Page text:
Wearing holiness seems to be a tall order, but then again, maybe not. I once heard a woman of the Islamic faith talking about the shawl she wears for her prayer time, and then using that same shawl as a head covering when she goes out – literally wrapping herself in her prayers for the day ahead. It sounded like a physical taking on of the spirit of her prayers, an assuming of not only the content, but the whole attitude of a prayerful person. This humble spirit, the opposite of self-righteousness, comes when a person finally quits trying so hard, finding herself facing and at peace with what is.

    After peace, forgiveness may follow. The one who forgives is set free from continued hurt, resentment, anger, bitterness, and hatred. Occasionally, the forgiver can even see a big enough picture to understand what another person is up against, realizing that there is nothing to forgive. Again, it is up to each of us, whether or not letting go of our judgement of others becomes a habit.

    Thomas, quick to judge, is present when Jesus returns a second time and immediately believes in him. Very few of us in any era will see the risen lord or have visions of him or anything else. Most of us are stuck here on the terra firma, in the mundane like Thomas, trying to figure out where to get groceries and hoping for a minute away from it all. Here is our chance though. For in taking one's ordinary life and sifting through it to figure out one's beliefs, an authentic person comes alive. Struggling to identify what matters, and then trying to live accordingly, is a blessing one can give oneself.

    Today's reading is all about managing oneself. Being at peace is a choice. Avoiding criticizing others, while so tightly packed together in our homes under coronavirus lockdown, is the simple but profound challenge. Attention to self-control, rather than focusing on others, is a beginning step. Taking on a gentle, holy spirit and wearing it like a soft shirt is a choice. Forgiving, stopping the blaming, seeing what the other person is up against: all choices. Developing beliefs – up to each of us. Plenty to work on, so that when finally the quarantine is over and we are sent out into the world again, each of us can go with more ability to manage the inner self.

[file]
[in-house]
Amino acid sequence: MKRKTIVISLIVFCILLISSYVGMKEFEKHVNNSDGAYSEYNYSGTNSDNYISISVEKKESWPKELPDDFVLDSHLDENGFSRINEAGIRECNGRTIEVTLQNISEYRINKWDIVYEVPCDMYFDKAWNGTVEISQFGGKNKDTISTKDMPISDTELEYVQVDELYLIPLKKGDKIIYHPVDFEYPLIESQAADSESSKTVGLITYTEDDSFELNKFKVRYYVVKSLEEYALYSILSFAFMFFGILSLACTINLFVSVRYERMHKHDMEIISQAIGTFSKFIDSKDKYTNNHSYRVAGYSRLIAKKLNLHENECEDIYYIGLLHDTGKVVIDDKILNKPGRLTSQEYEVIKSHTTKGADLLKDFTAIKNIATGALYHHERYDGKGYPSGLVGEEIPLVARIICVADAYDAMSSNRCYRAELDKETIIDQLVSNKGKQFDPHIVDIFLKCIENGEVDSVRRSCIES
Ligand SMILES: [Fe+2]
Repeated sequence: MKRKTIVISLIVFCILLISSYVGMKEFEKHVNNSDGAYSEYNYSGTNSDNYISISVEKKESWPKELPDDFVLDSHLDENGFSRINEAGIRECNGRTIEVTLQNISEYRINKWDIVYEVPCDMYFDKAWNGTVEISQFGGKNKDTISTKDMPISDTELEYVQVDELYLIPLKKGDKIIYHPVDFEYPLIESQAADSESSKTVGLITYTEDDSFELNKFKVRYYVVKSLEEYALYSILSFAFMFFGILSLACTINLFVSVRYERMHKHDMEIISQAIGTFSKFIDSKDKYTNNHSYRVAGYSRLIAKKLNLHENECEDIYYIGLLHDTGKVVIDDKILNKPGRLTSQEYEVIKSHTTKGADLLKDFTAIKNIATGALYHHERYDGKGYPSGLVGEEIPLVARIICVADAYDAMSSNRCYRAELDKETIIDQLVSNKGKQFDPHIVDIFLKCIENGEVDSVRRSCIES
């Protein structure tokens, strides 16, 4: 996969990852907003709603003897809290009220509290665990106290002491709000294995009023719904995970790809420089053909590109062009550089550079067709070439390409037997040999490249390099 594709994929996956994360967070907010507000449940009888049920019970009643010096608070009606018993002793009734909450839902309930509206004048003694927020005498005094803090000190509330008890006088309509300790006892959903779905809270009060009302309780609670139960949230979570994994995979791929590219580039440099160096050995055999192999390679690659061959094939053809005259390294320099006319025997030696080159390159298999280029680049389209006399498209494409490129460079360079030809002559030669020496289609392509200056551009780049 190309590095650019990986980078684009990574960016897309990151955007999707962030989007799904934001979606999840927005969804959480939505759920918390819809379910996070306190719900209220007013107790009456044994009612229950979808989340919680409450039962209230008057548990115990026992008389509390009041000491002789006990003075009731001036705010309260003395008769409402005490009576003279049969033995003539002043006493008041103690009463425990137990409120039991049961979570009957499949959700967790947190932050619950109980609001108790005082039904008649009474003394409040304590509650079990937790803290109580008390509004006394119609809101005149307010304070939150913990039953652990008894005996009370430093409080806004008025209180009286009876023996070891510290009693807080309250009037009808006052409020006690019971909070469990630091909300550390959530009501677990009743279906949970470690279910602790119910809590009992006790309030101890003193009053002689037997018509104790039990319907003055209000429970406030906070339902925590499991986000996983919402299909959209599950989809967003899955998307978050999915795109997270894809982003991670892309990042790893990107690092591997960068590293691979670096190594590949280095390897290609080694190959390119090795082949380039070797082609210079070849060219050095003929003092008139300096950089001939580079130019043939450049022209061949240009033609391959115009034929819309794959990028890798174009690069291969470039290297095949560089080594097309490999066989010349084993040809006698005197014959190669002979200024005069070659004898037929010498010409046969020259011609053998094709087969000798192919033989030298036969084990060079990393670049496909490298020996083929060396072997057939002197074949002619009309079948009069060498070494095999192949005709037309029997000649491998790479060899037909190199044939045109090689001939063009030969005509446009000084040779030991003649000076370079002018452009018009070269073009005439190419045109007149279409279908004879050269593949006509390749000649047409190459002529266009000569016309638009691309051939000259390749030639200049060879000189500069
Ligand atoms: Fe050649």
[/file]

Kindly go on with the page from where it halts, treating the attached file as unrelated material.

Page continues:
Morning: How do I want to manage myself today? What sort of person do I want to be?

Evening: Where did I find peace in my life? What do I believe?

Psalm 16:11 You show me the path of life. In your presence there is fullness of joy; in your right hand are pleasures forevermore.

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Redemption (Easter)

Acts 10:34-43 or Jeremiah 31:1-6  •  Psalm 118:1-2, 14-24  •  Colossians 3:1-4 or Acts 10:34-43  •  John 20:1-18 or Matthew 28:1-10


My focus is on the Matthew story of the resurrection, adding a few verses that come right before the text, - Matthew 27:62-66. It's a great subplot, taking place the morning after the crucifixion. First enter the chief priests and Pharisees, still worrying about Jesus, dead but not forgotten. After all, he had said he would rise again, after three days. Finding Pilate, they explain all this, adding that it would be easy for the disciples to steal his body and pretend he had risen. Pilate hears all this and – in my imagination, anyhow – he laughs. Maybe he snorts. He sees straight through the religious leaders. Their anxiety about Jesus has not lessened, even though the guy is dead now, as per their request. Pilate tells them to go ahead and make the tomb "as secure as you can." I wonder whether:

  •          Pilate was taunting the religious leaders. He had no respect for these anxious creatures, wanting to keep the crowds under their thumb, and willing to sacrifice any person with too much integrity for their compromising ways.
  •          Pilate, politically astute, knew that things had already shifted. The group Jesus had started would grow, regardless of how well the tomb was sealed.
  •          Pilate had seen enough of Jesus to wonder if it might be true. From his wife's bad dream to his own conversations with him, to this news of a potential come back, he had an inkling, a Hamlet moment, that there is more in heaven and on earth than are dreamt of, in many philosophies.

    Perhaps Pilate was some mixture of all three of the above. And perhaps many of us are also approaching Easter this year with some mixture of skepticism and belief. As I write, the coronavirus continues its invasion around the world, infecting without regard to belief systems. Humans are vulnerable, including Jesus, who looked at life so differently that he had to die for it.

    Some of us are going to die from COVID-19. Others will grieve for someone who has died. Many will suffer from the economic collapse we are now undergoing. Most, I think, are watching a way of life disappear and wondering what will be left. In the midst of many losses, though – and without minimizing how hard they are – there are also some small significant surprises. People are scratching their heads and saying things like, "Gee, you know it is nice to sit down and eat supper together." For many of us, dedicated medical professionals aside, the busy pace of life before the virus is, at least temporarily, a thing of the past.